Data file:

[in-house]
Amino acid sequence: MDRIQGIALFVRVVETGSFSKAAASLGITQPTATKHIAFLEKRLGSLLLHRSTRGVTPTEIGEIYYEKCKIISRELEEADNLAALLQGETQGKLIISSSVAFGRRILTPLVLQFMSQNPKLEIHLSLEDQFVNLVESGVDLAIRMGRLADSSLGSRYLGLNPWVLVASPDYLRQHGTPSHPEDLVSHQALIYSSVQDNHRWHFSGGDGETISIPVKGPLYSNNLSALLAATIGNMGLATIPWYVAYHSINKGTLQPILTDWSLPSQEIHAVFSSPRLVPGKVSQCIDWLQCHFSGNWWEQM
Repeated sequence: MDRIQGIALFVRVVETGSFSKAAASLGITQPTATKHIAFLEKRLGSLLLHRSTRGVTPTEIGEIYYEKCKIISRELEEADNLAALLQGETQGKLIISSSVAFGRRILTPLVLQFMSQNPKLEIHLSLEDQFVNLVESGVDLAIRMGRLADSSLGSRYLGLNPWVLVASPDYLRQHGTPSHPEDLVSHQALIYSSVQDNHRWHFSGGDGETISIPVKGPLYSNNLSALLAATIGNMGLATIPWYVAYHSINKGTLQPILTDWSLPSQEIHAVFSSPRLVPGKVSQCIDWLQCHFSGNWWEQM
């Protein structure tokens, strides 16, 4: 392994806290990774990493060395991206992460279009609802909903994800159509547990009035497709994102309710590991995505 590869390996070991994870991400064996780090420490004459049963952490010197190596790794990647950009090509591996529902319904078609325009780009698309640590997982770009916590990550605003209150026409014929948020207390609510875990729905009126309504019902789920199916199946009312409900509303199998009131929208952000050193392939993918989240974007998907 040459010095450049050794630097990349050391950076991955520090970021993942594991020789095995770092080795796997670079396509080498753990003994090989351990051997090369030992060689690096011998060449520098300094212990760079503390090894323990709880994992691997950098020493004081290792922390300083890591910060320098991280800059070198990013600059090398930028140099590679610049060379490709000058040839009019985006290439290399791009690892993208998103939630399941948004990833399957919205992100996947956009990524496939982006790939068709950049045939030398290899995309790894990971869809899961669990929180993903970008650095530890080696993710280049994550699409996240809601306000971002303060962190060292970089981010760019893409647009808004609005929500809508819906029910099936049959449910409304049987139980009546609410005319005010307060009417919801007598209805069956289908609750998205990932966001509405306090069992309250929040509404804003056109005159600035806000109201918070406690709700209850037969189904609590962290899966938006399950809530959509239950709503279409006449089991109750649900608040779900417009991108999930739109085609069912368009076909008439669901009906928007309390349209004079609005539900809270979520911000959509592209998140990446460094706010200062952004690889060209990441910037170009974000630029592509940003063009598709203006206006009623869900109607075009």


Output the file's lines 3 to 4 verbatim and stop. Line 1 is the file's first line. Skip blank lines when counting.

Repeated sequence: MDRIQGIALFVRVVETGSFSKAAASLGITQPTATKHIAFLEKRLGSLLLHRSTRGVTPTEIGEIYYEKCKIISRELEEADNLAALLQGETQGKLIISSSVAFGRRILTPLVLQFMSQNPKLEIHLSLEDQFVNLVESGVDLAIRMGRLADSSLGSRYLGLNPWVLVASPDYLRQHGTPSHPEDLVSHQALIYSSVQDNHRWHFSGGDGETISIPVKGPLYSNNLSALLAATIGNMGLATIPWYVAYHSINKGTLQPILTDWSLPSQEIHAVFSSPRLVPGKVSQCIDWLQCHFSGNWWEQM
């Protein structure tokens, strides 16, 4: 392994806290990774990493060395991206992460279009609802909903994800159509547990009035497709994102309710590991995505 590869390996070991994870991400064996780090420490004459049963952490010197190596790794990647950009090509591996529902319904078609325009780009698309640590997982770009916590990550605003209150026409014929948020207390609510875990729905009126309504019902789920199916199946009312409900509303199998009131929208952000050193392939993918989240974007998907 040459010095450049050794630097990349050391950076991955520090970021993942594991020789095995770092080795796997670079396509080498753990003994090989351990051997090369030992060689690096011998060449520098300094212990760079503390090894323990709880994992691997950098020493004081290792922390300083890591910060320098991280800059070198990013600059090398930028140099590679610049060379490709000058040839009019985006290439290399791009690892993208998103939630399941948004990833399957919205992100996947956009990524496939982006790939068709950049045939030398290899995309790894990971869809899961669990929180993903970008650095530890080696993710280049994550699409996240809601306000971002303060962190060292970089981010760019893409647009808004609005929500809508819906029910099936049959449910409304049987139980009546609410005319005010307060009417919801007598209805069956289908609750998205990932966001509405306090069992309250929040509404804003056109005159600035806000109201918070406690709700209850037969189904609590962290899966938006399950809530959509239950709503279409006449089991109750649900608040779900417009991108999930739109085609069912368009076909008439669901009906928007309390349209004079609005539900809270979520911000959509592209998140990446460094706010200062952004690889060209990441910037170009974000630029592509940003063009598709203006206006009623869900109607075009």